Melanoma Education Foundation
Free melanoma lessons for middle and high school students

Skin checks have always been important to me. As a preteen, I obsessed over examining my skin–looking in all the right places including my back, stomach, hairline, and even my feet. I left no stone unturned– no area unchecked. If I am completely truthful, my self-examinations exceeded the expectations of normal regularly planned monthly skin checks; most of the time, I scanned my skin daily.

I was faithful. I was routine.

I was stupid.

During those skin checks, I was sure of myself and knew exactly what I was looking  for. There was one huge glaring problem: I was examining my skin regularly to make sure it was darker, and I was watching to make sure my tan lines were obvious. It was important to me that the only pale areas were under my clothing where no one would notice them anyway. I was quite literally checking to make sure I was damaging my skin. Was I burnt? Red enough? Enough contrast in the tan lines? This incredibly asinine habit went on from the time I was around twelve years old until I was 33 with two small children and countless visits to tanning salons under my belt.

Year after year, summer after summer, I made sure I spent as much time in the sun as possible and made up for any time lost to rainy days with visits to a tanning salon. As I became a busy working mother, I used tanning beds more frequently and jam-packed my beloved exposure to those harmful ultraviolet rays into 20-minute sessions sandwiched between the two fiberglass panels of a tanning bed. I faithfully followed those sessions with mirror checks to make sure I was tanning. Of course, I wasn’t. That, in and of itself, might be the most ridiculous aspect of my story. I am fair and freckled, have reddish blonde hair, and don’t tan easily, but Heaven knows I tried. Never, in all those years of tanning, was my skin a bronze color; it was always varying tones of red, and I kept a fresh-from-the-sun burnt look from February to October for about 15 years.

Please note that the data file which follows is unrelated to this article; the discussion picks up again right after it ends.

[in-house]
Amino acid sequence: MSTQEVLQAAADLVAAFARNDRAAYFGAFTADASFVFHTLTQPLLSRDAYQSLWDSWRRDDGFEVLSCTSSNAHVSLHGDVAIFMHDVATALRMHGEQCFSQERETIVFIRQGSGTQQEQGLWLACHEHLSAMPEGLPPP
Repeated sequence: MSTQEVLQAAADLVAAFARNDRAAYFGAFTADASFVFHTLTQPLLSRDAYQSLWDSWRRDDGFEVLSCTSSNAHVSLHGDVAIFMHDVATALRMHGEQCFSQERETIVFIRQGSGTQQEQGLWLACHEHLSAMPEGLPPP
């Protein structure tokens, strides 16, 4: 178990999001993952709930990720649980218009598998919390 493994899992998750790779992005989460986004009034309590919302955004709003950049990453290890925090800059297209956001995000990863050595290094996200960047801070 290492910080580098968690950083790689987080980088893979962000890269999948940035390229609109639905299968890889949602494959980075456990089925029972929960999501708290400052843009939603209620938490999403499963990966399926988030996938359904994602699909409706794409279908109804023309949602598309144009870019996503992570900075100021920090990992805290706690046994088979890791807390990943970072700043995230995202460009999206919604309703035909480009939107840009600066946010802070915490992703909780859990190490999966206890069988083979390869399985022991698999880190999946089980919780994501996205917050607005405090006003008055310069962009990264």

In 2007, my story changed–and so did the nature of my skin checks. I was diagnosed with melanoma at the age of 33. An irregularly shaped mole on my arm pointed out by my best friend led me to have a biopsy by my family doctor. With two children under the age of six, skin cancer invaded my life, but I had graciously opened the door. Overexposure to the sun and indoor tanning paved the way for sun-damaged skin and increased my chances for developing both squamous and basal cell carcinoma in addition to creating an increased risk of melanoma.

Following the excision of the melanoma on my upper left arm, I was introduced to regular skin checks–the kind that could save a life. I examine all the same places I used to check so thoroughly, but I am watching for new spots, changes in existing moles, and dry patches of skin that aren’t healing easily. These regular checks and visits to a dermatologist led to the discovery of three more problematic spots that proved to be basal cell carcinoma.

Thanks to my obsession with tanning beds, my determination to seek sun exposure, and my compulsive checks to make sure I had visible and distinct tan lines, I am now a regular user of a topical chemotherapy, Efudex. Monthly skin checks and visits to my dermatologist every six months keep me on my toes, and I am now aware of the precancerous spots that continue to appear on the surface of my skin despite the fact that I haven’t tanned since 2007.